Title page for ETD etd-09172012-144336


Document Type Master's Dissertation
Author Scott, Tobias Johannes
URN etd-09172012-144336
Document Title The acquisition by a company of its own shares in terms of section 48 of the Companies Act 71 of 2008
Degree LLM
Department Mercantile Law
Supervisor
Advisor Name Title
Prof P A Delport Supervisor
Keywords
  • director’s liability
  • capital gains tax
  • secondary tax on companies
  • “round-tripping”
  • dividend in specie
  • dissenting shareholder appraisal rights
  • solvency
  • share repurchase
  • capital maintenance
  • distributions
  • liquidity
  • subsidiary acquisition
  • redeemable securities
Date 2012-04-11
Availability unrestricted
Abstract
The capital maintenance rules stem from the English company law and were primarily aimed at protecting the rights of a company’s creditors. Before the introduction of the Companies Amendment Act 37 of 1998, a company was prohibited from purchasing its own shares. After this legislation was passed, a company was able to do so, provided that it satisfied the solvency and liquidity test and also complied with the new statutory provisions set out by sections 85 to 89 of the Companies Act 61 of 1973.

Section 48 of the Companies Act 71 of 2008 now regulates the acquisition by a company of its own shares, as well as the acquisition of shares in its holding company by a subsidiary company. The above actions also fall under the ambit of a “distribution” as defined in the Act and therefore need to satisfy the requirements of section 46 of the Act as well. Unlike its predecessor, the provisions in the new Act are very broad and devoid of guidelines. The emphasis is placed on companies satisfying the principles of solvency and liquidity. Non-adherence to these provisions gives rise to the personal liability of the company’s directors.

The provisions of section 48 do not apply where a dissenting shareholder exercises his appraisal rights in terms of section 164 of the new Act, or where a company redeems redeemable securities. These exceptions do, however, still amount to “distributions” and will accordingly need to satisfy the requirements contained in section 46 of the Act.

Redeemable securities were initially not exempted from the provisions of section 48. This would potentially have given rise to a situation where a company could approach a court in terms of section 48(6) to reverse a redemption of its securities. It would have had dire consequences for financing by way of redeemable securities. In terms of the Companies Amendment Act 3 of 2011 redeemable securities are now specifically exempted from the provisions of section 48.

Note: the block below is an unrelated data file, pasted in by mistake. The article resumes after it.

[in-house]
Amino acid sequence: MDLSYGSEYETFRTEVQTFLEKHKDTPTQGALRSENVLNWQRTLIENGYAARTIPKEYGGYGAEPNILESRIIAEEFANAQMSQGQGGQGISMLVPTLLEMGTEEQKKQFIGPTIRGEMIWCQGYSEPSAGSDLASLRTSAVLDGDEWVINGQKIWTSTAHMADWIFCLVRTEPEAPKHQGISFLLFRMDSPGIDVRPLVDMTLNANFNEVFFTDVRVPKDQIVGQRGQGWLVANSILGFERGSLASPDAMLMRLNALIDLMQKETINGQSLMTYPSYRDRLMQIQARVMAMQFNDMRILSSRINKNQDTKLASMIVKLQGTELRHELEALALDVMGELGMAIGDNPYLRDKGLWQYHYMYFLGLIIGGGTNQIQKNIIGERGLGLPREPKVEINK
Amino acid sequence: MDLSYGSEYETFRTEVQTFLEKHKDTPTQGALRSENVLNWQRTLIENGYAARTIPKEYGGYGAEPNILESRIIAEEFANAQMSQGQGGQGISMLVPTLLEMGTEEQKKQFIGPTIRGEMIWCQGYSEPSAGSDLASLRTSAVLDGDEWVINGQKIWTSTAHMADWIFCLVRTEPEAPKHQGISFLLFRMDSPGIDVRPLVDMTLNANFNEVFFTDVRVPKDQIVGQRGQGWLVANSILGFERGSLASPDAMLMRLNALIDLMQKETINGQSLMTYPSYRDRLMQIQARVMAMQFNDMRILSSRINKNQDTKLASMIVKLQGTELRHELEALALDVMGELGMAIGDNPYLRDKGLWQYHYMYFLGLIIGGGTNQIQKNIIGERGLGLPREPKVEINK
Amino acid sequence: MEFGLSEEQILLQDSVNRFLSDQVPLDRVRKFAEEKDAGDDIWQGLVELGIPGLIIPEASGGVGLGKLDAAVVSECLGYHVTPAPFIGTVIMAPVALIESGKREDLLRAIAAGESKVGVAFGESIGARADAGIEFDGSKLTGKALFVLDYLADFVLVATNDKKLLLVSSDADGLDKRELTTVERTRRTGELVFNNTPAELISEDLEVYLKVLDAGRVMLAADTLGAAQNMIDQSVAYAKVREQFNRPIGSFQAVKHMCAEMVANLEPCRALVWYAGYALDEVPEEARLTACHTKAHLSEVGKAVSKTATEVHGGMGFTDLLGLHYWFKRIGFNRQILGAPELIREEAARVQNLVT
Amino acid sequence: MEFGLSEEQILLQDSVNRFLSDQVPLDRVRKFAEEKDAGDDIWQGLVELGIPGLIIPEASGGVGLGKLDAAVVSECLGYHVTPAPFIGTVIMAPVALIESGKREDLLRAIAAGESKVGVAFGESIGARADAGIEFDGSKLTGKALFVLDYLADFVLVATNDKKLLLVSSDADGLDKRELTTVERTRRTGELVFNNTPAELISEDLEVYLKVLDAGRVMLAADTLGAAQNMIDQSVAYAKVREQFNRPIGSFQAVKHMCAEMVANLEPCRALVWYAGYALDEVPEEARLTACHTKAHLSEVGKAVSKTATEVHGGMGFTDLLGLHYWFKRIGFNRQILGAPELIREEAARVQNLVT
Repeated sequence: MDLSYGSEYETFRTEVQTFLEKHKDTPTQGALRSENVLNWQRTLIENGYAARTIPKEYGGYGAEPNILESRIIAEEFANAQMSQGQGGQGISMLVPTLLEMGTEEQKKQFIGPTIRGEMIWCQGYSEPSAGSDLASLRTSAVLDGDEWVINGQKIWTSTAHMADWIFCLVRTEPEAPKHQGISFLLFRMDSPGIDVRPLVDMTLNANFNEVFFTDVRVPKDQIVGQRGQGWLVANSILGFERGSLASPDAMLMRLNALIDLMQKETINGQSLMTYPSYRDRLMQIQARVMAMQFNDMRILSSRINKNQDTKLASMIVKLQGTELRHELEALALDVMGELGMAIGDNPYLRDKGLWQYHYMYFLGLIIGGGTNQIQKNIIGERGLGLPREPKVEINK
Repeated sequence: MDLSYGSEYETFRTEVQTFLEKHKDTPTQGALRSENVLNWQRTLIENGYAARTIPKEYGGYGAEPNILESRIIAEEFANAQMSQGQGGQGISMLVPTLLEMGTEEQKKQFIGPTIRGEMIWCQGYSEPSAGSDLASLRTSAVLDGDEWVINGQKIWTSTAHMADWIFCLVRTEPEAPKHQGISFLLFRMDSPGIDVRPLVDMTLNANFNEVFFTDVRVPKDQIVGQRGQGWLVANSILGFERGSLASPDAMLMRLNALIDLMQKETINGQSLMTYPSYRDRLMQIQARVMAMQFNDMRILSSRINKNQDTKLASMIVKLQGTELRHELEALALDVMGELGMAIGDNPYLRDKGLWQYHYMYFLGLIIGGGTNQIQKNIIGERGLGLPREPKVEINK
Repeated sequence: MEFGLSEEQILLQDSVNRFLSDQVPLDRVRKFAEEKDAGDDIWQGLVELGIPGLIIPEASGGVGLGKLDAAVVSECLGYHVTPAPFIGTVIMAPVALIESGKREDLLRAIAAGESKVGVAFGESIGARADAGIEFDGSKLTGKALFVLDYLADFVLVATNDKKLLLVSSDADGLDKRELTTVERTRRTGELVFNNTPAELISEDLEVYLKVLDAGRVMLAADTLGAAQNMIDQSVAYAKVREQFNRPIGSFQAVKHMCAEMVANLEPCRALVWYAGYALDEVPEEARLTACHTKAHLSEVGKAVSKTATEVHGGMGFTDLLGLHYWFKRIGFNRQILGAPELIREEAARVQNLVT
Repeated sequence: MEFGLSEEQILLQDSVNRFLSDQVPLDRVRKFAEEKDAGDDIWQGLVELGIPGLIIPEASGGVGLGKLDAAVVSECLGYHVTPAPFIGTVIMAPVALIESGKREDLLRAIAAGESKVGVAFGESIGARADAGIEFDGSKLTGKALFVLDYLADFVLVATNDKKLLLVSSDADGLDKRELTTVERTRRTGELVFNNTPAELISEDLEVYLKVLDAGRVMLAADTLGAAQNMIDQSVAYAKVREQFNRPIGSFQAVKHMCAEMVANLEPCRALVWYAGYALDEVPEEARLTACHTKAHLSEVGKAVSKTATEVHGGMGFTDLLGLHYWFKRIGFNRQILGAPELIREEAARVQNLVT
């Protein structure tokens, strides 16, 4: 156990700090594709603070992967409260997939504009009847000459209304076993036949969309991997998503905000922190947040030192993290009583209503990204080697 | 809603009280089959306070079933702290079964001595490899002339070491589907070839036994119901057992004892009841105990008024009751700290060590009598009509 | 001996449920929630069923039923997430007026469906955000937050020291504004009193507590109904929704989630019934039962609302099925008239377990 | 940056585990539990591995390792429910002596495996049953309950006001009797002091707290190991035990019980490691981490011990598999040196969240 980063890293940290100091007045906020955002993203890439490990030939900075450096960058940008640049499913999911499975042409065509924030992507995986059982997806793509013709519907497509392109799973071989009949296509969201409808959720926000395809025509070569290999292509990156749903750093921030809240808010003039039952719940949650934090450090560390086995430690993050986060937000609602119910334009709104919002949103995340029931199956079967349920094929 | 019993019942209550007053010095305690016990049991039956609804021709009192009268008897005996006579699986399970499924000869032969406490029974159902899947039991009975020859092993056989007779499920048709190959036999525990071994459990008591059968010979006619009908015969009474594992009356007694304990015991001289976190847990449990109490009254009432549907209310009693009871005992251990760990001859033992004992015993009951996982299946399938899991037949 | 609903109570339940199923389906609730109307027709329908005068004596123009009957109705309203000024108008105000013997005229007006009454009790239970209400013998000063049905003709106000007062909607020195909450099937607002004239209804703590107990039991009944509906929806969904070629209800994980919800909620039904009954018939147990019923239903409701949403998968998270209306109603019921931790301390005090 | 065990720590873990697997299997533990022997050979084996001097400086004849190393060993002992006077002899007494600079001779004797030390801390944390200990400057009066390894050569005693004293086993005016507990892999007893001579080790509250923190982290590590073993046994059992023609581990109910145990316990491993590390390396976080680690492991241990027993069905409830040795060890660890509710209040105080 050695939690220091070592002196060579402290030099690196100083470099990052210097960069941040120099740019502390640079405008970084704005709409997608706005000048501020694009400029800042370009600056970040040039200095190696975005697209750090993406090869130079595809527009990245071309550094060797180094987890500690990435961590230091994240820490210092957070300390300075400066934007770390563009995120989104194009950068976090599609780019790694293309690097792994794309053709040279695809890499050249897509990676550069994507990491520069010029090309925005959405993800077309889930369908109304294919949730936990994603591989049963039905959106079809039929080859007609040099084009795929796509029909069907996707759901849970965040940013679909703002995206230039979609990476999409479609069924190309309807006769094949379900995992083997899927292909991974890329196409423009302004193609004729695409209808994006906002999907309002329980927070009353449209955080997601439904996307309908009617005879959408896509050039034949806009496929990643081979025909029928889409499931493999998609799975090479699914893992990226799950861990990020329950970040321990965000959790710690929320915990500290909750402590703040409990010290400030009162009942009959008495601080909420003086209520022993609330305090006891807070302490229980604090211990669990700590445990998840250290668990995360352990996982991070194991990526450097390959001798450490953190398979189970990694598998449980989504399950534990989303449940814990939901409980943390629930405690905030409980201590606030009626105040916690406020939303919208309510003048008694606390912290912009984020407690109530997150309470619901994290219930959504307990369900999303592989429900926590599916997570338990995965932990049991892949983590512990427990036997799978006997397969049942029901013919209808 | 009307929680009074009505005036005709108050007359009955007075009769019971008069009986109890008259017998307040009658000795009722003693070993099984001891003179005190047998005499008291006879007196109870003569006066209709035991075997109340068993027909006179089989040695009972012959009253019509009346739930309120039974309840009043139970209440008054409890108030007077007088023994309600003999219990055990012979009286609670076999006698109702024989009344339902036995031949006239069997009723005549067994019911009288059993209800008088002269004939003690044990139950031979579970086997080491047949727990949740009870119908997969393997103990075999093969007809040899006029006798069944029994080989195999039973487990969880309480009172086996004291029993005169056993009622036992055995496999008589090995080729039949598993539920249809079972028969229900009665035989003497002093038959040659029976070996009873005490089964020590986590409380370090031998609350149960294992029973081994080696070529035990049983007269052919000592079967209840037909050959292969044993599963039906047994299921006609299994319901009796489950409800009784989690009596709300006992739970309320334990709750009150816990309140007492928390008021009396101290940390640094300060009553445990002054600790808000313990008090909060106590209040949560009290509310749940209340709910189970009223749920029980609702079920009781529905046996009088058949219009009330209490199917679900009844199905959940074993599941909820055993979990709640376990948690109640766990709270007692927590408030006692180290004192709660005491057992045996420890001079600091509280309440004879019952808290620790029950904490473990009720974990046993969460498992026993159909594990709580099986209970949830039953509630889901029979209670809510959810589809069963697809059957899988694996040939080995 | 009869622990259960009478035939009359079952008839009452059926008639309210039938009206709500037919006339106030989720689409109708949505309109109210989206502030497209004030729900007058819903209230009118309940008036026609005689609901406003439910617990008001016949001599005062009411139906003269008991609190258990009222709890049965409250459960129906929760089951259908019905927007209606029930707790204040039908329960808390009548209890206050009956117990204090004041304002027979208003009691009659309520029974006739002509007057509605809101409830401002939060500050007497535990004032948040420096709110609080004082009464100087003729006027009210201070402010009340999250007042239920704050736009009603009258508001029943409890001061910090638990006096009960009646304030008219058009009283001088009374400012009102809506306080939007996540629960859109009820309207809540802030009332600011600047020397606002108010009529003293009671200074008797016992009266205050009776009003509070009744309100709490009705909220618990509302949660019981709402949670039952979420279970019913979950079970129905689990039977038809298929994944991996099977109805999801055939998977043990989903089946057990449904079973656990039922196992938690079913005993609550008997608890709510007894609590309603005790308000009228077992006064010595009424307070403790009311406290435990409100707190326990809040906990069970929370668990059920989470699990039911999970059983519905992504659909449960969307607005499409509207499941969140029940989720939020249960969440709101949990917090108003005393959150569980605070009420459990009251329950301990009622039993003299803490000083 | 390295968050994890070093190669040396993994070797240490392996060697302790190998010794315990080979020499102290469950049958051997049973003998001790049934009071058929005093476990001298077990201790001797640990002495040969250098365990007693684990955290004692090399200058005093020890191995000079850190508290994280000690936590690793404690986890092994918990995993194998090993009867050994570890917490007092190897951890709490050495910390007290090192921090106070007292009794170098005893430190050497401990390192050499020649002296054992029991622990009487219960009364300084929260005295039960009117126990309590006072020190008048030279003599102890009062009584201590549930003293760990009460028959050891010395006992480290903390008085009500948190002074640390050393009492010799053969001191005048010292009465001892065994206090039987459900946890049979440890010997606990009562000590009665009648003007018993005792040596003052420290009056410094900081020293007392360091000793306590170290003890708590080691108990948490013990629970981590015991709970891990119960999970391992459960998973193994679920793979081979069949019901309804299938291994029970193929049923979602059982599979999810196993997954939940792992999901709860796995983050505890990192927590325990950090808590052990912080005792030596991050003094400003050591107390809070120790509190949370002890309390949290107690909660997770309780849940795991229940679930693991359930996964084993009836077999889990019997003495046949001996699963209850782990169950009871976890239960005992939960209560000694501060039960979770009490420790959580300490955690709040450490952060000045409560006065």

In terms of the new Act a subsidiary company is allowed to purchase shares in its holding company to a maximum of 10% in the aggregate of the issued shares of any share class, provided that no voting rights attached to such shares may be exercised. The new Act fails to properly address some of the issues regarding the “round-tripping” of dividends and the declaration of a dividend in specie that were already identified as far back as 2001.

Where the consideration for a repurchase constitutes a “dividend” as defined in the Income Tax Act 58 of 1962, the company will be liable to pay secondary tax on companies in respect thereof. If a distribution does not constitute a dividend, capital gains tax is payable with regard to it.

Share repurchases are allowed in terms of Canadian corporate law after the legislative reform which occurred in that country during the 1970’s. The Canadian Business Corporations Act contains provisions that bear a striking resemblance to the provisions of the new Act adopted in South Africa.

Whilst the basis and rationale behind the new corporate legislation cannot be faulted, a host of issues and concerns still remain. The unfortunate consequence is that the new Act lacks transparency and is fraught with clumsy errors.

Copyright © 2011, University of Pretoria. All rights reserved. The copyright in this work vests in the University of Pretoria. No part of this work may be reproduced or transmitted in any form or by any means, without the prior written permission of the University of Pretoria

Please cite as follows:

Scott, TJ 2011, The acquisition by a company of its own shares in terms of section 48 of the Companies Act 71 of 2008, LLM dissertation, University of Pretoria, Pretoria, viewed yymmdd < http://upetd.up.ac.za/thesis/available/etd-09172012-144336

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